Wednesday, May 31, 2006

Libel Case involving a Filipino Blog --- Dismissed

The Makati Regional Trial Court today dismissed one of the libel cases filed against members of the Parents Enabling Parents (PEP) Coalition for content appearing on the blogsite, According to the Inquirer report , the case was dismissed for failure of the Complainants to show malice on the part of the authors of the blogsite when they posted their opinion on the fate of fellow plan holders on the blog.

I hope they post a copy of the decision online for all its worth so everyone can learn from them. This is the second Philippine blog that has been the subject of a libel case (the first one being the PCIJ blog), and its historical significance cannot be over-emphasized as the blog medium becomes more and more popular in a country where the integrity of journalists is sometimes questionable.

La Mesa Dam Dispute: Is the land award barred by presription?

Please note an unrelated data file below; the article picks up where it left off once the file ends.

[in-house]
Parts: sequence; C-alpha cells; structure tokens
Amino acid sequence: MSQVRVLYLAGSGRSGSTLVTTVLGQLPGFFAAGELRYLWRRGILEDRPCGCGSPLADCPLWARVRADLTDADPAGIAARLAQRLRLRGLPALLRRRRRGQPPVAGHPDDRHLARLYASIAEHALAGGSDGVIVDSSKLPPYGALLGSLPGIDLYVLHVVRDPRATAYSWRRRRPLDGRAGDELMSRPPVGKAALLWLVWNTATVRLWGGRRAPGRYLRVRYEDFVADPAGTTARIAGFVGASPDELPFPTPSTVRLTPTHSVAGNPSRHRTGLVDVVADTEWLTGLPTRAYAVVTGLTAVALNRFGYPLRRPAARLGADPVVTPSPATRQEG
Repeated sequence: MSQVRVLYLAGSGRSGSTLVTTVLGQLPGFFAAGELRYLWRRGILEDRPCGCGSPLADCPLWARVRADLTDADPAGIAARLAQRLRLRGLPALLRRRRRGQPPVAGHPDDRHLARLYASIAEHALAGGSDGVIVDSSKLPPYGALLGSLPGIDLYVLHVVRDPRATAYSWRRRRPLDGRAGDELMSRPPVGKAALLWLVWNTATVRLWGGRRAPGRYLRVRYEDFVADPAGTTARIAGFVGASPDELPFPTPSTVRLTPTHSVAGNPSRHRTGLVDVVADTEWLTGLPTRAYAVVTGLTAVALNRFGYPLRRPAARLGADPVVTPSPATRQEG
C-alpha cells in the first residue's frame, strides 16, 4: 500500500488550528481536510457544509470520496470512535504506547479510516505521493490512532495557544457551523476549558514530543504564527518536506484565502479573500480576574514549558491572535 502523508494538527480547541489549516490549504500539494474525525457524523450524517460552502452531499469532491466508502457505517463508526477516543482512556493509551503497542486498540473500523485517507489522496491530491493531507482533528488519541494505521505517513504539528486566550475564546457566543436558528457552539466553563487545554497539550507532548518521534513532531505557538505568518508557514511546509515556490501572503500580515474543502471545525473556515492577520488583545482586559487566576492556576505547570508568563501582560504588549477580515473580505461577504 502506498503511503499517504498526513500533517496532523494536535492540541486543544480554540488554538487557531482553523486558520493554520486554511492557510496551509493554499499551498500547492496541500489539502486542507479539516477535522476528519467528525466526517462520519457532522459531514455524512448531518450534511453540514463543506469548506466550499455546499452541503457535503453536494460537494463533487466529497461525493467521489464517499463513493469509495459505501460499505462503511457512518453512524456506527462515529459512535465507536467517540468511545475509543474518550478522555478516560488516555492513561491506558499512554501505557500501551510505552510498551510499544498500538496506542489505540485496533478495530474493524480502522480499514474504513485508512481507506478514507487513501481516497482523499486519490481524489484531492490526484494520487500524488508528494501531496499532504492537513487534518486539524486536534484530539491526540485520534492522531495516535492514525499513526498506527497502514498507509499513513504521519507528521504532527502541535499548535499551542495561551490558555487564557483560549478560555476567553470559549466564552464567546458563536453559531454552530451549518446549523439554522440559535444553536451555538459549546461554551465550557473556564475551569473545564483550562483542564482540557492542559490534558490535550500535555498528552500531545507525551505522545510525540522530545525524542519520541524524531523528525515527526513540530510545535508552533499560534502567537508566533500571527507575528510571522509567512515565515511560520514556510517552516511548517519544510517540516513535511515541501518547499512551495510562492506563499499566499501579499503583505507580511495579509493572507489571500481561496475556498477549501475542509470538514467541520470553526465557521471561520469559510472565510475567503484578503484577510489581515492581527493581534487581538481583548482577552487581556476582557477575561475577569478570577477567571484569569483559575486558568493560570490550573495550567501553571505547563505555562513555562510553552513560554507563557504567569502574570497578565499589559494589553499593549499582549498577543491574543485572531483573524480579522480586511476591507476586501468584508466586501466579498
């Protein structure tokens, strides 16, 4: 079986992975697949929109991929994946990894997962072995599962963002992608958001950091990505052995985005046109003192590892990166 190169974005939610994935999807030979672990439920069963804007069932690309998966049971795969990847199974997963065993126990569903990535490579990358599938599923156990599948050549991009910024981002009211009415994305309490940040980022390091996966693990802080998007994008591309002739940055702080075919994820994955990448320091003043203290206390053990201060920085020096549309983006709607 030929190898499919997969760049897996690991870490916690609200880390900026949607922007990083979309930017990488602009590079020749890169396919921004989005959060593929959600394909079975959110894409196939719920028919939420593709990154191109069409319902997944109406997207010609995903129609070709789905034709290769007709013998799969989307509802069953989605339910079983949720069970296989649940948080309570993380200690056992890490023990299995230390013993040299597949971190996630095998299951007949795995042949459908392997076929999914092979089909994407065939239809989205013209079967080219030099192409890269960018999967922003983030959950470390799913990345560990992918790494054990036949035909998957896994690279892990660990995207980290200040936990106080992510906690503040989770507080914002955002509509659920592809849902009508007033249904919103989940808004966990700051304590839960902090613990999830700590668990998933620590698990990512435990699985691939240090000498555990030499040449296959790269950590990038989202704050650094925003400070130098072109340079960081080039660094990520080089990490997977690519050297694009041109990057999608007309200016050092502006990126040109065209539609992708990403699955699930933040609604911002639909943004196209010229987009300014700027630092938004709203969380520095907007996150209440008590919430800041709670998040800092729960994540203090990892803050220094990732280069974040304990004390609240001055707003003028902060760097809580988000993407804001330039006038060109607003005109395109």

Here is another reaction to the La Mesa essays that came out in the Inquirer last Sunday.

The Supreme Court decision on the validity and enforceability of the land award to the ex-MWSS employees lapsed into finality in 1975. The rule on final judgments, however, is "(a) final and executory judgment or order may be executed on motion within five (5) years from the date of its entry. After the lapse of such time, and before it is barred by the statute of limitations, a judgment may be enforced by action. The revived judgment may also be enforced by motion within five (5) years from the date of its entry and thereafter by action before it is barred by the statute of limitations." (Section 6 Rule 39 of the Rules of Civil Procedure)

This means that from 1975 to 1980, the decision may be enforced by a mere motion in the same court and same docket number. But after 1980, it could only be enforced by a separate action. This means they have to file a new case. But here is the key point: has the enforcement of the decision by a separate action prescribed?

Prescription is the rule under the Civil Code that bars the filing of a legal action to enforce a right after the time set by law for filing it has lapsed. This means that once the deadline for filing an action passes, it may no longer be filed. In the case of final judgments, the Civil Code provides that the deadline is 10 years. Art. 1144 of the Civil Code states,